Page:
St. Jago High School was founded in 1744. It is without doubt one of the leading Track and field institutions in Jamaica. The school has the distinction along with Excelsior High, of being the only institutions, to win both categories at the prestigious Inter-Secondary Schools Sports Association (ISSA) Boys’ and Girls’ championships (‘Champs’).
St. Jago High has won the Boys’ championships on two occasions and the Girls’ championships four times.
It is therefore no surprise that for a number of years the school has been producing outstanding athletes that have gone on to represent Jamaica at major global track and field championships. The impressive list includes Bertland Cameron, Melaine Walker, Yohan Blake, Nickel Ashmeade, Kenia Sinclair, Delloreen Ennis, Michelle Freeman, Juliet Campbell, Donovan Powell (Asafa’s brother) and Kerron Stewart.
More recently, the school has turned out 2013 400m World Youth champion Martin Manley, Rio Olympic men’s mile-relay silver medallist Nathon Allen, 2014 200m Youth Olympic champion Natalliah Whyte, 2016 men’s 100m World U-20 finalist Raheem Chambers and Kimone Shaw, the current girls’ class 2 & 4 100m record-holder at the ISSA Boys’ and Girls’ championships.
These athletes can provide countless stories of their struggles, sacrifices and triumphs with limited resources during their youthful days. These are problems faced by many high school athletes nowadays. However, times are changing and proper infrastructure is one of the critical components in moving forward in track and field in this era.
In St. Jago’s case they thought brighter days were ahead. In August 2015, the spirits of the coaching staff and indeed the athletes were lifted to cloud nine when they were promised that they would have a proper training facility by February 2016. According to a well-placed source who contacted Trackalerts.com, the promise came from an organisation involved in the development of sports in Jamaica. Unfortunately, so far all that can be seen at the school after a year is foundation work.
During this time, the school’s preparation for Boys’ and Girls’ championships was severely impacted. The source said “the track teams were forced to train at different locations including the Spanish Town Prison Oval, G.C Foster College and the Stadium East. This created commuting challenges as well as anxious moments for parents and guardians who waited longer hours for their children to return home at nights.”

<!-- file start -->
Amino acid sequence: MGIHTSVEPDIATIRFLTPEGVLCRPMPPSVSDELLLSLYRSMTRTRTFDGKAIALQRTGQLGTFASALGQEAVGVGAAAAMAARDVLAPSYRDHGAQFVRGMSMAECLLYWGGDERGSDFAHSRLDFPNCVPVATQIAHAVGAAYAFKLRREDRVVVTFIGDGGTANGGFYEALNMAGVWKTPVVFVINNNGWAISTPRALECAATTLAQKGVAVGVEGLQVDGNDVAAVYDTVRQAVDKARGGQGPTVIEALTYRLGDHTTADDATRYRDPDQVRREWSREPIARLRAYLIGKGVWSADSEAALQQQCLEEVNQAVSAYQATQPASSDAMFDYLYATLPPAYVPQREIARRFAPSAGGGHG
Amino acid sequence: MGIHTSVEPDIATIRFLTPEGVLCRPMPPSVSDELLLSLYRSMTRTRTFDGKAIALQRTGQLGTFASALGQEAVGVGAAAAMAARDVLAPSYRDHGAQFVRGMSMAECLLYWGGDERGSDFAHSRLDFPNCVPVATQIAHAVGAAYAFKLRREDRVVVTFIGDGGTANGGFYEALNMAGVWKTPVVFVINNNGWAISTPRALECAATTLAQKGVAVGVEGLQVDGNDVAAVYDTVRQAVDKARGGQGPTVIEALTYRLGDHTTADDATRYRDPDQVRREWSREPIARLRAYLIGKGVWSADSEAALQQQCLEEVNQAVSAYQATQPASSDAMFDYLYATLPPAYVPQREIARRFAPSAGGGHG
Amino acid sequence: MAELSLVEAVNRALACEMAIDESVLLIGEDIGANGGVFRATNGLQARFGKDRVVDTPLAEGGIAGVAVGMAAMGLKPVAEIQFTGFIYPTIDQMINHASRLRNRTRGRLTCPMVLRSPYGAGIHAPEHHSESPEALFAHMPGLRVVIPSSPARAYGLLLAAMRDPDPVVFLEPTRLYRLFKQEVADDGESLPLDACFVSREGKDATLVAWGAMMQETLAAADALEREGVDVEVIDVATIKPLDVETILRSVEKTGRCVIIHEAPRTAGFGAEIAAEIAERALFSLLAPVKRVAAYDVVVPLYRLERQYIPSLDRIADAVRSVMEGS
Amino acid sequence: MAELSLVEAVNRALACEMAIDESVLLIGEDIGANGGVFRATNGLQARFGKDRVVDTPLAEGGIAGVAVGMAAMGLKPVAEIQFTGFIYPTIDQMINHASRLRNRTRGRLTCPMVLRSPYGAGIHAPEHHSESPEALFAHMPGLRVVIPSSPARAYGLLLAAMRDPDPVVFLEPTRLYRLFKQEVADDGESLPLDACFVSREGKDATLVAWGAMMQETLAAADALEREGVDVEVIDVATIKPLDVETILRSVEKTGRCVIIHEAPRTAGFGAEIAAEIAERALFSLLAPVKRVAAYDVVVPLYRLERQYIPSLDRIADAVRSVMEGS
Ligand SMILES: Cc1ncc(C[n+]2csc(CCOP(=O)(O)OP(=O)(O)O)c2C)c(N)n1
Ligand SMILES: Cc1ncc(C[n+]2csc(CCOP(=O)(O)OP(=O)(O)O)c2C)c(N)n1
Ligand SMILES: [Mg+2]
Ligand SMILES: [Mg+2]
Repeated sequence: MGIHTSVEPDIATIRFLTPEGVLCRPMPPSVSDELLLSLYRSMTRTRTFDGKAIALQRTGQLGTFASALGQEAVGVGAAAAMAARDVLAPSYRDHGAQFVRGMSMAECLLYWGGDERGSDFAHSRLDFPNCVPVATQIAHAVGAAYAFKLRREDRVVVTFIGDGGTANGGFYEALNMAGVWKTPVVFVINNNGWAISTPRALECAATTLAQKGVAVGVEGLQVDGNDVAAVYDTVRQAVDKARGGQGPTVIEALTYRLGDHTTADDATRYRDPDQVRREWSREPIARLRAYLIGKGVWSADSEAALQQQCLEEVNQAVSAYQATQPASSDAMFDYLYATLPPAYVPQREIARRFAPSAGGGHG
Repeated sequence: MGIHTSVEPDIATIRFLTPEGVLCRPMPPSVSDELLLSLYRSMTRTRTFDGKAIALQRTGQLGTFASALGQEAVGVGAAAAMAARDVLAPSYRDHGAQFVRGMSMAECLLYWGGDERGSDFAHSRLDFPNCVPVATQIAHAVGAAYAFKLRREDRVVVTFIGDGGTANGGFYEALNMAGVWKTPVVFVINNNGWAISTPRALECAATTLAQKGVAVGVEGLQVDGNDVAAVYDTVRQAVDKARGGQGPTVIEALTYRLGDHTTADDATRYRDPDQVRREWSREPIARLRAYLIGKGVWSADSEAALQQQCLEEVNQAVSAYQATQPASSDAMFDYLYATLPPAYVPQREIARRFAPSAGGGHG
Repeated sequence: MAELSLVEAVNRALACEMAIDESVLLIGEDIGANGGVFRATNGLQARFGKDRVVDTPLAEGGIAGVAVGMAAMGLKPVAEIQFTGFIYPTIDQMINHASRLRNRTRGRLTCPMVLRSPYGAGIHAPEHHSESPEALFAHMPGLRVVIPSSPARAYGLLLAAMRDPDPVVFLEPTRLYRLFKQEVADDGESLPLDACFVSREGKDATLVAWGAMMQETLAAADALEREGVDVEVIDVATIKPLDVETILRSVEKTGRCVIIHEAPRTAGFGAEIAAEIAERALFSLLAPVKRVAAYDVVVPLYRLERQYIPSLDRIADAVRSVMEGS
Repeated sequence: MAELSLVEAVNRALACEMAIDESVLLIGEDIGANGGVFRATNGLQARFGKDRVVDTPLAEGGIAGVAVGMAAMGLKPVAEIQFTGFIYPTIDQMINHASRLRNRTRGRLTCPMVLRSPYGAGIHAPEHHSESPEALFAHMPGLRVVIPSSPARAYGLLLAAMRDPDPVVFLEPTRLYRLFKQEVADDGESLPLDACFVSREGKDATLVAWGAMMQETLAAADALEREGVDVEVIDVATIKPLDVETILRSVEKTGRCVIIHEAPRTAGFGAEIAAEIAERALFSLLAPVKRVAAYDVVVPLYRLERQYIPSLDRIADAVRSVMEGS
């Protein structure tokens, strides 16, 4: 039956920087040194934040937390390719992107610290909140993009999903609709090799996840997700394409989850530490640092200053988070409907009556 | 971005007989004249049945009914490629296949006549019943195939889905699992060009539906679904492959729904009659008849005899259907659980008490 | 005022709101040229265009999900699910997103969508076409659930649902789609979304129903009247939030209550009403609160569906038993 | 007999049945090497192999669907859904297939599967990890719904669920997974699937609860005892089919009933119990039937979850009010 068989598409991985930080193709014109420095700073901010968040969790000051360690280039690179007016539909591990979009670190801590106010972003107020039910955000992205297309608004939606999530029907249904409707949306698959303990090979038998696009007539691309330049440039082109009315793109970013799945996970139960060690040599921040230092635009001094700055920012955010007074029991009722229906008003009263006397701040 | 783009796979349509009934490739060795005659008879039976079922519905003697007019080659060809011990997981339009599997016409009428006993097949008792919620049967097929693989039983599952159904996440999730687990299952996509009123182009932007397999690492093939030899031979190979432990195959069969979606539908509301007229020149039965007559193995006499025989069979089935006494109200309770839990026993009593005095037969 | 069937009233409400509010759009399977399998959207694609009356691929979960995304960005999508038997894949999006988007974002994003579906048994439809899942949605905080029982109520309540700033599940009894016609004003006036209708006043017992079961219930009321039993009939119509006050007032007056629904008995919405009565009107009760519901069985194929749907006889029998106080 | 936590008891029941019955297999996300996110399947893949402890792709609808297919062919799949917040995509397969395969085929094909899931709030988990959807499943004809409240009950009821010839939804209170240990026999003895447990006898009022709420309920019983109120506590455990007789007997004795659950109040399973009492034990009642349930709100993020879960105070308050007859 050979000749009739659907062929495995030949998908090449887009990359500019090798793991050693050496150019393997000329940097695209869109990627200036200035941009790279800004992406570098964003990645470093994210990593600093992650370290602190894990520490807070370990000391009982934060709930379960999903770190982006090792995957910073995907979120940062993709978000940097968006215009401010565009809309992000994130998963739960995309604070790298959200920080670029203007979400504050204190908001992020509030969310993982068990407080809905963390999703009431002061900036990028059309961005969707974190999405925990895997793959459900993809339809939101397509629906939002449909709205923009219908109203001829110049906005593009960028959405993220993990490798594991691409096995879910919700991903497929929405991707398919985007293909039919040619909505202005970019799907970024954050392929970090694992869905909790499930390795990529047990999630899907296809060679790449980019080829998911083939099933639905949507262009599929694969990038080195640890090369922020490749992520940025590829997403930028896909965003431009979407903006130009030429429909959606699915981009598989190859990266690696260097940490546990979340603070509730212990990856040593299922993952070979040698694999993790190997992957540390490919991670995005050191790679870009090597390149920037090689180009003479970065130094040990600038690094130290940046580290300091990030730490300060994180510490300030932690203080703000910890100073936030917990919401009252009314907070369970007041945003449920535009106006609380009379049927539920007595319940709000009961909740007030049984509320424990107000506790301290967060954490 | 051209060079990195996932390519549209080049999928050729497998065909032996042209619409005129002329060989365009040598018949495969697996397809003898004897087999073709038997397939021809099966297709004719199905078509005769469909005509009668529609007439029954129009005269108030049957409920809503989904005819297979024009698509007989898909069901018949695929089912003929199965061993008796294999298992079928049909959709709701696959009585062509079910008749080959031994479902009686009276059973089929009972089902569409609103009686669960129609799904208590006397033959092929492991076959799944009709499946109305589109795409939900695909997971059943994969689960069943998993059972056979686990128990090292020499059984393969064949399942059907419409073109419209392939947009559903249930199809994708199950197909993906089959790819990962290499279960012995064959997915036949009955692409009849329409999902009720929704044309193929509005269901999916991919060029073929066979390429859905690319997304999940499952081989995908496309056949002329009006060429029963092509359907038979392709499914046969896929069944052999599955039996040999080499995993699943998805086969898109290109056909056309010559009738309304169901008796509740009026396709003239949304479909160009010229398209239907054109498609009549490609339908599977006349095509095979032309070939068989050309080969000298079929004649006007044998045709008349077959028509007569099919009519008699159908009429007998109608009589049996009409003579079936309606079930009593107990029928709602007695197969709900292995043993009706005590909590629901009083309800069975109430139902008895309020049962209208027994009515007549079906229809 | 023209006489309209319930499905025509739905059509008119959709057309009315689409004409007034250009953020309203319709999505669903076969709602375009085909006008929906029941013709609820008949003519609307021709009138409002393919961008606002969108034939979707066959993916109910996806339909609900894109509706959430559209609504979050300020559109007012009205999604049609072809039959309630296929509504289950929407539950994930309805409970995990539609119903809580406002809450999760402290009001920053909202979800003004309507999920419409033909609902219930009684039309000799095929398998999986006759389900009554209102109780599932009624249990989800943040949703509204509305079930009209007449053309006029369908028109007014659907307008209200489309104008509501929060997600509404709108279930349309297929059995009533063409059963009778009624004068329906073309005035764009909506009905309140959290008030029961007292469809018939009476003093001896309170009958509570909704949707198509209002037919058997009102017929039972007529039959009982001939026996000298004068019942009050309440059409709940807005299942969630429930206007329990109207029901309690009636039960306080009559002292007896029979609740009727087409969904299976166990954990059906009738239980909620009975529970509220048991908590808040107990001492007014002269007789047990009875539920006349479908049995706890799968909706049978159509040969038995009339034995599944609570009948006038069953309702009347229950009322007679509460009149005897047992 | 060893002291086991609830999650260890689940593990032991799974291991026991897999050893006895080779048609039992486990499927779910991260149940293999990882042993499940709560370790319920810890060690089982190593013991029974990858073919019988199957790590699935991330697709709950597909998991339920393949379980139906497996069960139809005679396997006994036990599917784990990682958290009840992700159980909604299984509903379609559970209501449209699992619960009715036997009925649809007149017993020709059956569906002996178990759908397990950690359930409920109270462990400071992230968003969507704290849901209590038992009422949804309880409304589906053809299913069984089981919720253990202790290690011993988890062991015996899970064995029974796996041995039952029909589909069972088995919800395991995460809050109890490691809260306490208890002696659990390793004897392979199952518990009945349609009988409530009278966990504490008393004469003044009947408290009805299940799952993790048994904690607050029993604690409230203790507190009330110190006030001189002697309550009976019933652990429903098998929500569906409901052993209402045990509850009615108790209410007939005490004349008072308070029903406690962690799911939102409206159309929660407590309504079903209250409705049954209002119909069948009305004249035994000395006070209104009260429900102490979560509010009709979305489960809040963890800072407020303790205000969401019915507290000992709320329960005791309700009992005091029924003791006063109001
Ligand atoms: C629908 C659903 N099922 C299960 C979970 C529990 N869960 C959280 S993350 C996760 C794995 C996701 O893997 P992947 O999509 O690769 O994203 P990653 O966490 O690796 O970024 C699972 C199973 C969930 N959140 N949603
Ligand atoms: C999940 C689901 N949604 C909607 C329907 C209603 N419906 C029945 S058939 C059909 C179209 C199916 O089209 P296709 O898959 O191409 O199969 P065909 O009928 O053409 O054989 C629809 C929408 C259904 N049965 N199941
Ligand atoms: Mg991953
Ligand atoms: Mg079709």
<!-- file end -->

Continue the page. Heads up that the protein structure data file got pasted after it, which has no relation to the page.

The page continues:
The girls’ team in particular had to walk in the evenings from the school to the Spanish Town Prison Oval and back. That journey is almost a mile. Additionally, the prison oval facility has no changing rooms for the girls.
Although the school motto says Labor Omnia Vincit– “Labour/Hard Work conquers all,” the St. Jago girls do not wish to repeat this laborious and apprehensive exercise for the new term.
Last season, the school’s athletes suffered a record number of injuries. The list included the usually immune middle and long distance runners. The extent of the injuries was confirmed by the invoice received from the physiotherapist which was twice the amount of the previous season according to the source.
Another source inside the school elaborated that the completion date of the training facility in 2016 became a moving target. “When February came around, the school was told it would be ready by April, then in April it was pushed back to July and from July to the end of September,” said the highly placed individual.
The repair work is now looking like several ‘false starts’. Perhaps the contractor ran into unforeseen difficulties that were not identified in the feasibility study (if one was done).
This website further understands that parents have indicated in no uncertain terms to the coaching staff that if their children don’t train at the school premises in the evenings they are going to pull them from the team. “So far since the new school term began five female athletes have been pulled including three medallists from ‘Champs’ 2016,” said the source.
“A sixth athlete had withdrawn from the squad but she had a change of heart after the head coach convinced her about things getting better soon.”
Interestingly, this summer, prison officials told the school that they can no longer use their ‘facilities’. “They told us they needed their field to play cricket and we should remove all our equipment such as hurdles, cones and starting blocks at once,” the source said. “We felt like squatters being evicted.”
The school is now forced to look elsewhere to train. At the moment, the nearby Rivoli Football Club field is providing temporary assistance for most of the school’s sports programmes.
However, the Rivoli Football Club will be preparing for a tournament shortly and is going to need full access to their field which could lead to another setback for St. Jago’s track preparation. The school’s athletics programme is running out of options and is aware that it cannot continue to be all over the place like a rotating water sprinkler.
The situation is now ‘on a knife edge’ and there have been some whispers that if things don’t change quickly the school will not risk the health and safety of its student athletes. The programme is in limbo and there is a strong possibility that St. Jago High could sit out next year’s ISSA Boys’ and Girls’ Championships.
Trackalerts.com, the leading Caribbean track and field news website, tried unsuccessfully for days to get a comment from St. Jago High girls’ head coach Keilando Goburn on the current situation.
At the most recent ISSA Boys’ and Girls’ Championships in March 2016, St. Jago High girls placed third (241.5 pts) and the boys fourth (175 pts). It would be most unfortunate if the school is missing in action from the 2017 championships.